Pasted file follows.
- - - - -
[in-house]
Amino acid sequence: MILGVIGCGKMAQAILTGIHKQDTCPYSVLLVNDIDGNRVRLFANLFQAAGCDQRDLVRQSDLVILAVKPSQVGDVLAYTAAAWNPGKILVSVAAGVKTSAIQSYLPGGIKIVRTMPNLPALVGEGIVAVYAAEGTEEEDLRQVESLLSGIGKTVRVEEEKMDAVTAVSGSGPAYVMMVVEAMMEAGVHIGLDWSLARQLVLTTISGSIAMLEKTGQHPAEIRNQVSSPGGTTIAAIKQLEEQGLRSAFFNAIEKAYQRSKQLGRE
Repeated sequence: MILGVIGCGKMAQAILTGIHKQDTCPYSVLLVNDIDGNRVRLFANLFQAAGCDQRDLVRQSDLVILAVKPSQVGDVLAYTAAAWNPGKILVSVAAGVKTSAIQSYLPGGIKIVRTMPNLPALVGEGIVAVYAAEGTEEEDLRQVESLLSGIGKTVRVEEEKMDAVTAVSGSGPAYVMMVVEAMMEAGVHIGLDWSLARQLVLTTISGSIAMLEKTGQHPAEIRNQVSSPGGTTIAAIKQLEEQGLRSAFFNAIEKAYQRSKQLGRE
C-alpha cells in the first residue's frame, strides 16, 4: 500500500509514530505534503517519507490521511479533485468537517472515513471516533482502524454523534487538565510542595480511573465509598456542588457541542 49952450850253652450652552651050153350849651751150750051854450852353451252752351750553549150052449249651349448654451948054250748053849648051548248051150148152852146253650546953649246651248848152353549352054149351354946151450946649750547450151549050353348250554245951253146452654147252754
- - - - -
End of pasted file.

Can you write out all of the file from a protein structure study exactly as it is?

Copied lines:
[in-house]
Amino acid sequence: MILGVIGCGKMAQAILTGIHKQDTCPYSVLLVNDIDGNRVRLFANLFQAAGCDQRDLVRQSDLVILAVKPSQVGDVLAYTAAAWNPGKILVSVAAGVKTSAIQSYLPGGIKIVRTMPNLPALVGEGIVAVYAAEGTEEEDLRQVESLLSGIGKTVRVEEEKMDAVTAVSGSGPAYVMMVVEAMMEAGVHIGLDWSLARQLVLTTISGSIAMLEKTGQHPAEIRNQVSSPGGTTIAAIKQLEEQGLRSAFFNAIEKAYQRSKQLGRE
Repeated sequence: MILGVIGCGKMAQAILTGIHKQDTCPYSVLLVNDIDGNRVRLFANLFQAAGCDQRDLVRQSDLVILAVKPSQVGDVLAYTAAAWNPGKILVSVAAGVKTSAIQSYLPGGIKIVRTMPNLPALVGEGIVAVYAAEGTEEEDLRQVESLLSGIGKTVRVEEEKMDAVTAVSGSGPAYVMMVVEAMMEAGVHIGLDWSLARQLVLTTISGSIAMLEKTGQHPAEIRNQVSSPGGTTIAAIKQLEEQGLRSAFFNAIEKAYQRSKQLGRE
C-alpha cells in the first residue's frame, strides 16, 4: 500500500509514530505534503517519507490521511479533485468537517472515513471516533482502524454523534487538565510542595480511573465509598456542588457541542 49952450850253652450652552651050153350849651751150750051854450852353451252752351750553549150052449249651349448654451948054250748053849648051548248051150148152852146253650546953649246651248848152353549352054149351354946151450946649750547450151549050353348250554245951253146452654147252754